Grades 6-12: Teaching the Civil Rights Movement

Article excerpt

One of the defining events In U.S. history is the civil rights movement, but a recent study shows that more than half of the country's states fail in teaching students about it.

Teaching the Movement: The State of Civil Rights Education in the United States 201! is a first-of-its-kind study conducted by the Southern Policy Law Center (SPLC). Through this study, the SPLC examined state standards and curriculum requirements related to the study of the modern U.S. civil rights movement for all 50 states and Washington, D.C. It is a project of the SPLC's Teaching Tolerance program.

The study compares these state requirements to a body of knowledge that reflects what civil rights historians and educators consider core and significant information about the movement. Here's what they found:

* Thirty five states received a grade of ''F."

* Sixteen of these states have no requirements at all about teaching the movement.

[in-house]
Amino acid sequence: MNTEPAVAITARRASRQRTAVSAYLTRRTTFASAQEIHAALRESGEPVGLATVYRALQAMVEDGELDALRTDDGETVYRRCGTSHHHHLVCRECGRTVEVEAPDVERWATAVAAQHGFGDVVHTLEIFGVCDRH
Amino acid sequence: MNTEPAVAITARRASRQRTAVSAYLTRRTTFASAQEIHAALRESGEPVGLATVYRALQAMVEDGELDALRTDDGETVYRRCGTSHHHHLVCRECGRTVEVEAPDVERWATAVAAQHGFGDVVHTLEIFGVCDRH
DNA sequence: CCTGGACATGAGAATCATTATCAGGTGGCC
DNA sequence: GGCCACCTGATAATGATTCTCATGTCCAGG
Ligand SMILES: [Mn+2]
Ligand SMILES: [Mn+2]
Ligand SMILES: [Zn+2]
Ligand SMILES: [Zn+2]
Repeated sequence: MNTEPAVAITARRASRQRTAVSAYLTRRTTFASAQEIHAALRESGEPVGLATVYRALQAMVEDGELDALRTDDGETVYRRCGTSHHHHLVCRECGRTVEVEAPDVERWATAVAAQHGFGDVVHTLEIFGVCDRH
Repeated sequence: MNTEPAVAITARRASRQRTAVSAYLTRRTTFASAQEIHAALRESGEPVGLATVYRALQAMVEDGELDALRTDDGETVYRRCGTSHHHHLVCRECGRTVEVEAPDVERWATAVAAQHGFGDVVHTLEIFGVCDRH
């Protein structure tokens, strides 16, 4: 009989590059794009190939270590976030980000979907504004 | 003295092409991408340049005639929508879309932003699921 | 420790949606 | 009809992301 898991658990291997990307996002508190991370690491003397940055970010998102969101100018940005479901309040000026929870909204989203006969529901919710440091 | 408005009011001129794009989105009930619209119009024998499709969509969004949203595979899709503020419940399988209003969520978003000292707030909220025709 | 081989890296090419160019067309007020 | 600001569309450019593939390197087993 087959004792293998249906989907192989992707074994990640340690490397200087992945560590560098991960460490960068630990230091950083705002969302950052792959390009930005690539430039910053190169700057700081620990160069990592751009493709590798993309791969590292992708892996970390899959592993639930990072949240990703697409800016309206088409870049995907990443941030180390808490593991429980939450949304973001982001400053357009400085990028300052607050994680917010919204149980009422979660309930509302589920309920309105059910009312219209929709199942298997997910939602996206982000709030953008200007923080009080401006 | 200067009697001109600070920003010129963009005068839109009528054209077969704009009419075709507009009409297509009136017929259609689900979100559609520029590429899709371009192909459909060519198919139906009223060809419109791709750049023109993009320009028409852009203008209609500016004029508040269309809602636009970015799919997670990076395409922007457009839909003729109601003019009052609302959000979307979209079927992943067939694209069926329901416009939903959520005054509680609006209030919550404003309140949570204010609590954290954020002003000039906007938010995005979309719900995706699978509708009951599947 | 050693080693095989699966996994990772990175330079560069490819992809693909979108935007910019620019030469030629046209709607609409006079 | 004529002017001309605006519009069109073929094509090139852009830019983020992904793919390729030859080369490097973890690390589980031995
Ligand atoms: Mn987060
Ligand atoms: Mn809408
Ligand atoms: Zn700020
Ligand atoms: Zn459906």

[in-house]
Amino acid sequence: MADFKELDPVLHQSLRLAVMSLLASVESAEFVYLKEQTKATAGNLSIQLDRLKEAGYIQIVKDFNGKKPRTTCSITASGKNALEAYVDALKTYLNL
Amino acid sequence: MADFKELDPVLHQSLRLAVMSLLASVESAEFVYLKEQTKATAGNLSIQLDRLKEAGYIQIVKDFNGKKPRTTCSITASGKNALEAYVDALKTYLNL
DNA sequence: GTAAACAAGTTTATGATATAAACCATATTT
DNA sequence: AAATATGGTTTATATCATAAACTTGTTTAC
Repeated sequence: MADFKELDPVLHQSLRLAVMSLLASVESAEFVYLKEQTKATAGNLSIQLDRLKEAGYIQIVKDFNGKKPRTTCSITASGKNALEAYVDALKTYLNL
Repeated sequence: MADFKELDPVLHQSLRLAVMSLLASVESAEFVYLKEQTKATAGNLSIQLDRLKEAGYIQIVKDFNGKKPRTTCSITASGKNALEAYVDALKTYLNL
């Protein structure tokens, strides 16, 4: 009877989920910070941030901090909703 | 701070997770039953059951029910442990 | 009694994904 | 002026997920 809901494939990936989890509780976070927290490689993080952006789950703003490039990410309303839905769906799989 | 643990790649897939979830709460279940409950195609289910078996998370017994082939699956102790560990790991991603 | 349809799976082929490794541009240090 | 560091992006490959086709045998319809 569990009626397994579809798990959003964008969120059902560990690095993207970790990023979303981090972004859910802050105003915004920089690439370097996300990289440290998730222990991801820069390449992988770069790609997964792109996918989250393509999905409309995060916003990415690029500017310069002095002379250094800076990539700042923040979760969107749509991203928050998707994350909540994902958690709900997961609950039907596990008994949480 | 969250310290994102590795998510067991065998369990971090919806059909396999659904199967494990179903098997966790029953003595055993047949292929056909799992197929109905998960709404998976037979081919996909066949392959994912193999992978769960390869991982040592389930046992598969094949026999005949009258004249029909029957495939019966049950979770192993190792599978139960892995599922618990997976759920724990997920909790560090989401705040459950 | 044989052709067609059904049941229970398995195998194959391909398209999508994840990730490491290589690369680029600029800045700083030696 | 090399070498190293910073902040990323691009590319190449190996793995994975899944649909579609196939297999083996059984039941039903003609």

* Only three states received an "A" - New York, Florida and Alabama - and even these states have room for improvement,

* A general trend emerged: the further away from the South and the smaller the African American population in an area, the less attention was paid to the civil rights movement.

"For too many students their civil rights education boils down to two people and four words: Rosa Parks, Dr, King and 'I have a dream,'" said Maureen Costello, SPLC's Teaching Tolerance director "When 43 states adopted Common Core Standards in English and math, they affirmed that rigorous standards were necessary for achievement. By having weak or non-existent standards for history, particularly for the civil rights movement, they are saying loud and clear that it isn't something students need learn" (PR Newswire 9/28/11). …